Concurrent with all these activities Professor Craig wrote poetry. There are few children schooled in the Caribbean in the last twenty years who cannot recite by heart his most anthologized poem, “Flowers”. In 1998 his book of poetry, Near the Seashore won the coveted Guyana Prize for Literature in the Best First Book of Poetry category.

Professor Craig’s academic career has been at once awesome and inspiring; his contribution to Language Education in the Caribbean unsurpassed. He has left us a legacy of industry and commitment. It is fair to say he died in harness. In a conversation barely a week before his death he described the project he had just completed: workshops and teaching manuals designed to prepare teacher trainers to give teachers the skills required to function in multilingual classrooms, particularly in Guyana where speakers of Amerindian languages and varying levels of Creole share classrooms.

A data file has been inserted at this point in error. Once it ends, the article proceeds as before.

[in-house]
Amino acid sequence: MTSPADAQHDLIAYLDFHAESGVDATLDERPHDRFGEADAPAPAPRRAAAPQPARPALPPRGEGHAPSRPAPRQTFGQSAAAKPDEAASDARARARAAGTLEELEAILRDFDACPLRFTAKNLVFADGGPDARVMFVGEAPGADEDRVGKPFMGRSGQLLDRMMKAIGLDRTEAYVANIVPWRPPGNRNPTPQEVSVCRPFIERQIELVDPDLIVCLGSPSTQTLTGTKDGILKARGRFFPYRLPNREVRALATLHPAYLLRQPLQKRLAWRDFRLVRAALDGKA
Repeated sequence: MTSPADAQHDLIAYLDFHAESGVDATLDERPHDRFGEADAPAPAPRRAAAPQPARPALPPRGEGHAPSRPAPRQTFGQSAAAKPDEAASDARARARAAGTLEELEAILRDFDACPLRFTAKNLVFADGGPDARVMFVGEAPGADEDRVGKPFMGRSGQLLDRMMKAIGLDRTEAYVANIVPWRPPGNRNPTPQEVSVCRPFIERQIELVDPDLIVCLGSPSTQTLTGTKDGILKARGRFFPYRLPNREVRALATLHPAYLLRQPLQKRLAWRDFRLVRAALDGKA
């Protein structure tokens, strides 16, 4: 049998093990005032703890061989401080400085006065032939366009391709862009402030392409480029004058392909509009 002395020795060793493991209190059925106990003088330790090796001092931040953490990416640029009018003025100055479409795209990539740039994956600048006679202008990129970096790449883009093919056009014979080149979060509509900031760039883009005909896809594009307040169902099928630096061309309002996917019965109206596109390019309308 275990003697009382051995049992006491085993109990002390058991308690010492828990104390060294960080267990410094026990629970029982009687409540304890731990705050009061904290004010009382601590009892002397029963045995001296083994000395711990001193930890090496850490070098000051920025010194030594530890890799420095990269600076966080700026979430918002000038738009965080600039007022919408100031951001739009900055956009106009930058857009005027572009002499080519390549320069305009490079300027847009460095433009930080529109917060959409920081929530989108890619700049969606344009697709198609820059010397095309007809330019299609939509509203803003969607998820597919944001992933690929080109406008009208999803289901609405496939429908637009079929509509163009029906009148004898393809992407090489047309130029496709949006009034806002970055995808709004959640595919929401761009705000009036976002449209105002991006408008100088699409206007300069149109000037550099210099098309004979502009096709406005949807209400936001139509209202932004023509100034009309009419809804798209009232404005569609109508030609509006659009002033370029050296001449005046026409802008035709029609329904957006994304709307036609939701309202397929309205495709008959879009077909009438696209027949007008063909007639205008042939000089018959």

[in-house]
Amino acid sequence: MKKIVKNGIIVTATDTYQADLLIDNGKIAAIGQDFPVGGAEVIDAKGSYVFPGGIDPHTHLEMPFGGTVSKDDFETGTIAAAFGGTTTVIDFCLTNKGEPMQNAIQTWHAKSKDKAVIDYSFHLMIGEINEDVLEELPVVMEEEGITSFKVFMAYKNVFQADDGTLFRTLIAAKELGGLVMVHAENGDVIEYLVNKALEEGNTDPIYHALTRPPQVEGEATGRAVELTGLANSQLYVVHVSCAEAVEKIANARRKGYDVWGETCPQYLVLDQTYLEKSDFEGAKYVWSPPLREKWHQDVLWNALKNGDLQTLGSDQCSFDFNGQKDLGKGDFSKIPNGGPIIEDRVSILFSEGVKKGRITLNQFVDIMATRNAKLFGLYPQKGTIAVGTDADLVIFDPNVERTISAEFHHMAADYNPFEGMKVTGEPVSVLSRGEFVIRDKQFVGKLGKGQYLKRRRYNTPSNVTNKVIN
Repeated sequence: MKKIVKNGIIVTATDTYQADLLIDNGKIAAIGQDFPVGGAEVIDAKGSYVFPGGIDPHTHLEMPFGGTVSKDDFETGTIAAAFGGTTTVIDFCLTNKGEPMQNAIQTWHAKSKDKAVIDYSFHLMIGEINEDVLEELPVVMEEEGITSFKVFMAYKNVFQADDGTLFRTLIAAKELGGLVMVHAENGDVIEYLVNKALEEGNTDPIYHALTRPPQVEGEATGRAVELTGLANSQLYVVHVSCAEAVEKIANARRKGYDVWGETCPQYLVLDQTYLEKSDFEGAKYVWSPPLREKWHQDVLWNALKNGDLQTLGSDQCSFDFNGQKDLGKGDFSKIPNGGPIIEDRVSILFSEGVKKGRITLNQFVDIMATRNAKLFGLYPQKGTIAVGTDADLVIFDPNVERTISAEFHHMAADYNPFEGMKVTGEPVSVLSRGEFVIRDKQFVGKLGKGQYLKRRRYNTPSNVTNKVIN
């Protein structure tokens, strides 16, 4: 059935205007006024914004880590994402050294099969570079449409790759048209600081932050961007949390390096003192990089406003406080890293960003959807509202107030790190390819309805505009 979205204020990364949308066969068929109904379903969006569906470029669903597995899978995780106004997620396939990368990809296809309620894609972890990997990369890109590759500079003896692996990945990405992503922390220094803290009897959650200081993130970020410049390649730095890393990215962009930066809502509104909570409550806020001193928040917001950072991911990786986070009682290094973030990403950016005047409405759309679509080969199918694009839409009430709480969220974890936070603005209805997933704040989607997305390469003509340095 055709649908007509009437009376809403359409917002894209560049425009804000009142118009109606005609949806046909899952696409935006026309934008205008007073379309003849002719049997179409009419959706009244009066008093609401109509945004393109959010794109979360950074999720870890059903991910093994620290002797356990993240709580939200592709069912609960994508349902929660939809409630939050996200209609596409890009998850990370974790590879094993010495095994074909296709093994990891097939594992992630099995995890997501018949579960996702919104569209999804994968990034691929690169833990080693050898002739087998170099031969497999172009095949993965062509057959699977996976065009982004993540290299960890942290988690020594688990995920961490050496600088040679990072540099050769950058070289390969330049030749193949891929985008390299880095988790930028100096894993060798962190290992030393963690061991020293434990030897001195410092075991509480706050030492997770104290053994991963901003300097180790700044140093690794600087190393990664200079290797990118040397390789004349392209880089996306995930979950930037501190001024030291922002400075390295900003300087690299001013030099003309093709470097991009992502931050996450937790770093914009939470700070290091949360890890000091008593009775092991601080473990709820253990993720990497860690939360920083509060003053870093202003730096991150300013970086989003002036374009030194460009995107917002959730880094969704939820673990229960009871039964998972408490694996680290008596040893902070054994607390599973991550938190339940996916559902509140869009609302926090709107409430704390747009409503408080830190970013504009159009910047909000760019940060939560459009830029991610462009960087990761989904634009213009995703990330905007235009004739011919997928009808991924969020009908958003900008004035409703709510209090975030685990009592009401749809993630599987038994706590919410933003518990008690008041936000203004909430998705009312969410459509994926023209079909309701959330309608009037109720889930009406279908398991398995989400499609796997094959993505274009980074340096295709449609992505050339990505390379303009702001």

May his soul rest in peace.

 

Dennis Roy Craig: Selected Publications

1966a. Some developments in language teaching in the West Indies. In Caribbean Quarterly 12(1).

1966b. Teaching English to Jamaican Creole speakers: A model of a multi-dialectal situation. In Language Learning 16 (1/2): 49–61.

1967. Some early results of learning a second dialect. In Language Learning 17(3/4): 133–45.

1969. An experiment in teaching English. London: Ginn.

1971. Education and Creole English in the West Indies: Some sociolinguistic factors. In Pidginization and Creolization of Languages, edited by Dell Hymes, 371–92. Cambridge: Cambridge University Press.

1974. Developmental and social class differences in language. In Caribbean Journal of Education 4(3): 5–23

1976a. Bidialectal education. Creole and standard in the West Indies. In International Journal of the Sociology of Language (IJSL) 8: 93–134. Reprinted in J.B. Pride (ed.), Sociolinguistic aspects of language learning and teaching. Oxford: Oxford University Press.